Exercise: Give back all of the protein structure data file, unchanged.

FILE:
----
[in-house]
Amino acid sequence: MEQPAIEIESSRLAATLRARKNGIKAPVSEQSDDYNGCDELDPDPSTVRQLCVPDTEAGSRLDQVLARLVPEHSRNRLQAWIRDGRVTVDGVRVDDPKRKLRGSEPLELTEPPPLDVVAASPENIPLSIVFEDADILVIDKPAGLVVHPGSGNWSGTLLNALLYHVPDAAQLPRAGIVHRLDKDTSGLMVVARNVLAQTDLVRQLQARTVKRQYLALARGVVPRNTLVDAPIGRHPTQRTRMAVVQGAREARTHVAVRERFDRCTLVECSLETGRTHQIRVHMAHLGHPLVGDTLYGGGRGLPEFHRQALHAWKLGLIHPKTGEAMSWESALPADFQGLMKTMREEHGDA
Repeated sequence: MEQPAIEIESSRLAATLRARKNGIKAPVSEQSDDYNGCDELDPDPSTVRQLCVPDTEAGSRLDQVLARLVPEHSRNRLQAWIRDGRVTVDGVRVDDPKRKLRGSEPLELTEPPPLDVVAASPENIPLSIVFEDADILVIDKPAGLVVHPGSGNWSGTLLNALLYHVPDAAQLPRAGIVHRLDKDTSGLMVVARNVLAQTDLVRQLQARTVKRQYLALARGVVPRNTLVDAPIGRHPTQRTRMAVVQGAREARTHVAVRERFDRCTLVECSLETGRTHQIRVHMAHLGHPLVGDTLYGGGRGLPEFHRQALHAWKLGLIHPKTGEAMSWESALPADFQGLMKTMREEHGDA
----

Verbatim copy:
[in-house]
Amino acid sequence: MEQPAIEIESSRLAATLRARKNGIKAPVSEQSDDYNGCDELDPDPSTVRQLCVPDTEAGSRLDQVLARLVPEHSRNRLQAWIRDGRVTVDGVRVDDPKRKLRGSEPLELTEPPPLDVVAASPENIPLSIVFEDADILVIDKPAGLVVHPGSGNWSGTLLNALLYHVPDAAQLPRAGIVHRLDKDTSGLMVVARNVLAQTDLVRQLQARTVKRQYLALARGVVPRNTLVDAPIGRHPTQRTRMAVVQGAREARTHVAVRERFDRCTLVECSLETGRTHQIRVHMAHLGHPLVGDTLYGGGRGLPEFHRQALHAWKLGLIHPKTGEAMSWESALPADFQGLMKTMREEHGDA
Repeated sequence: MEQPAIEIESSRLAATLRARKNGIKAPVSEQSDDYNGCDELDPDPSTVRQLCVPDTEAGSRLDQVLARLVPEHSRNRLQAWIRDGRVTVDGVRVDDPKRKLRGSEPLELTEPPPLDVVAASPENIPLSIVFEDADILVIDKPAGLVVHPGSGNWSGTLLNALLYHVPDAAQLPRAGIVHRLDKDTSGLMVVARNVLAQTDLVRQLQARTVKRQYLALARGVVPRNTLVDAPIGRHPTQRTRMAVVQGAREARTHVAVRERFDRCTLVECSLETGRTHQIRVHMAHLGHPLVGDTLYGGGRGLPEFHRQALHAWKLGLIHPKTGEAMSWESALPADFQGLMKTMREEHGDA